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Tennis / Lisa Dillman : Whitlinger Twins Double the Enjoyment

May 19, 1987|LISA DILLMAN

The two premier junior players in the nation were about to meet in one of the biggest matches of the year, at the Seventeen magazine's tournament of champions.

So, where were they?

Having last-minute workouts with their personal coaches? Deep in conversation with their "motivational" coaches? Concentrating on blasting one another off the court?

Hardly. They were lying in the sun by the pool at the Marguerite Center in Mission Viejo. Together.

They had this to say about their long series of matches:

"Well, when we played an exhibition in Florida, it was a close match," said the champion, who has not lost to the challenger in almost seven years. "I won, 8-6."

Said the challenger: "I'll have you know, I was ahead."

Tami Whitlinger laughed. Her identical twin, Teri Whitlinger laughed.

As do most of their peers on the junior circuit, they take tennis seriously, as long as they're on the court. Unlike most, the Whitlingers refuse to become serious to the point of obsession.

Anyway, they couldn't be pampered babies if they wanted. Tami and Teri are public parks players in the summer. In winter, they find refuge from the snow and cold of Neenah, Wis., on courts inside a barn with an old-fashioned heater.

You might say that Tami has achieved her excellence and No. 3 national ranking because of Teri. And the reverse is true for No. 8-ranked Teri.

Tennis has always been important to the Whitlingers. Their uncle, John, won the NCAA singles and doubles titles for Stanford in 1974. He played on the tour for six years and was ranked among the world's top 50 players. He has since returned to Stanford, where he is the assistant coach of the men's team.

In 1986, the Whitlingers were named the USTA national tennis family of the year. John's father, Warren, taught the twins how to play. Tami and Teri began to dominate their competition in the Midwest and quickly moved up in the national rankings.

"But we talk about tennis so little, sometimes our friends even ask us whether we still play," Tami said.

Obviously, when they choose it, there's plenty to talk about.

Last summer, Tami won the 18-and-under national championship at Memphis. She also reached the quarterfinals at the U.S. Open juniors and the Orange Bowl international tournament.

Teri recorded her best national finish last summer when she finished third at Indianapolis in the U.S. Clay Courts. She made the quarterfinals at the national 18s.

Divided, they are two good singles players. Together, the Whitlingers are the best junior doubles team in the country. Both were recruited heavily before they decided on Stanford for next year. With their Uncle John at school, there was little question where they would go.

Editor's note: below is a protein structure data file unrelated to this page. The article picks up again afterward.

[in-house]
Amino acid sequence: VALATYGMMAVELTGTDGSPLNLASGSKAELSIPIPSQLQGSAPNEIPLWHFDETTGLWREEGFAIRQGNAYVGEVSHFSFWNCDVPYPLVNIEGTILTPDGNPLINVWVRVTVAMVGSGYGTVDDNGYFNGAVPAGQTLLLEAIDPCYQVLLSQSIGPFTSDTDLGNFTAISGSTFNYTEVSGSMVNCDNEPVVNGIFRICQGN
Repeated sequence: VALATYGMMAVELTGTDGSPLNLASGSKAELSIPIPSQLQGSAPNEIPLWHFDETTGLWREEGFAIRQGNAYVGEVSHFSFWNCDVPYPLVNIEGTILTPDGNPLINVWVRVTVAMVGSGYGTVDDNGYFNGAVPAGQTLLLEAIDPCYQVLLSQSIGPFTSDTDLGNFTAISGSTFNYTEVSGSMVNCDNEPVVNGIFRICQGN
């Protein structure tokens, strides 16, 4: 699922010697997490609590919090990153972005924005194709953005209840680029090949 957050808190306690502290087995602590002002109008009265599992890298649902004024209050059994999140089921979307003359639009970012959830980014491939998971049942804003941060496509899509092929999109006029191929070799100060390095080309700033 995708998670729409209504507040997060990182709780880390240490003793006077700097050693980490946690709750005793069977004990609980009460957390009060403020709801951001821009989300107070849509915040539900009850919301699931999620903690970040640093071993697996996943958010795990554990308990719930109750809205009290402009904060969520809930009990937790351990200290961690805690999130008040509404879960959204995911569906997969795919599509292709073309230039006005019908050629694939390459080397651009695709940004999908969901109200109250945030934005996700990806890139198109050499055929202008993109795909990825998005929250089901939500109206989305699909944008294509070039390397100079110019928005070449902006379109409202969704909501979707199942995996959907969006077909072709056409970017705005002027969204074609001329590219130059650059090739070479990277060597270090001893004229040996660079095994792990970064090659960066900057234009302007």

"I got lucky," Stanford Coach Frank Brennan said. "They're a super family. Just amazing people, salt of the earth. They're both great athletes. Tami is a hot prospect. Her game looks solid. She reminds me of Patty Fendick in that she's mentally tough. And Tami has a heathly ego. She doesn't shy away from the spotlight.

"As for Teri, losing to her sister doesn't seem to bother her. We won't have to worry about that at Stanford. They won't be playing each other except maybe in challenge matches."

Stanford's last sister combination, Barbara and Kathy Jordan, both had excellent careers for the Cardinal. However, Brennan said they had their share of tussles.

According to the Whitlingers, he won't have that problem with them.

Said Tami: "A lot of it had to do with our parents. They brought us up well, to respect each other on the court. Because of them, we've never had a problem."

Teri said: "It's relaxing, actually, when we play each other. We talk and laugh and try to make it pleasant. If it's not enjoyable for us, it's not for the people who are watching us."

So, the Whitlingers went out and played their semifinal match at the Seventeen tournament. It was pleasant. It was enjoyable. And, Tami won, 6-2, 6-0.

Tennis Notes Defending champion Martina Navratilova is expected to play in the Virginia Slims of Los Angeles at Manhattan Beach, Aug. 10-16. Chris Evert, who lost to Navratilova in last year's final, most likely will choose the Canadian Open the week after Manhattan Beach. . . . Andrea Jaeger's comeback came to an abrupt halt last month. She defeated Mary Lou Piatek at Houston but was forced to default against Lori McNeil because of a sore shoulder. Then, Jaeger, 21, pulled out of the next tournament. . . . The Adoption Guild of Southern Orange County will hold its 26th annual doubles tournament later this month. Early rounds are scheduled next weekend at various tennis clubs in Orange and Los Angeles counties. The semifinals and finals are set for May 30-31 at the Newport Beach Tennis Club. Eight hundred doubles teams have entered this year's competition.

Here are the Southern California Tennis Assn.'s top-ranked senior players for 1986:

MEN'S SINGLES: 35--John Lowman (Manhattan Beach). 40--Niesi Sie (Van Nuys). 45--Gordon Davis (Van Nuys). 50--Whitney Reed (Los Angeles). 55--King Lambert (Santa Ana). 60--Jack Simpson (Van Nuys). 65--Merwin Miller (Claremont). 70--Dan Walker (South Gate). 75--Bill Conel (Oceanside).

WOMEN'S SINGLES: 35--Cathie Anderson (La Jolla). 40--Judy Louie (Newport Beach). 45--Sally Huss (Irvine). 50--Pat Stewart (Granada Hills). 55--Beverly Winans (San Gabriel). 60--Dorothy Cheney (Santa Monica). 65--Eleanor Harbula (Sylmar).

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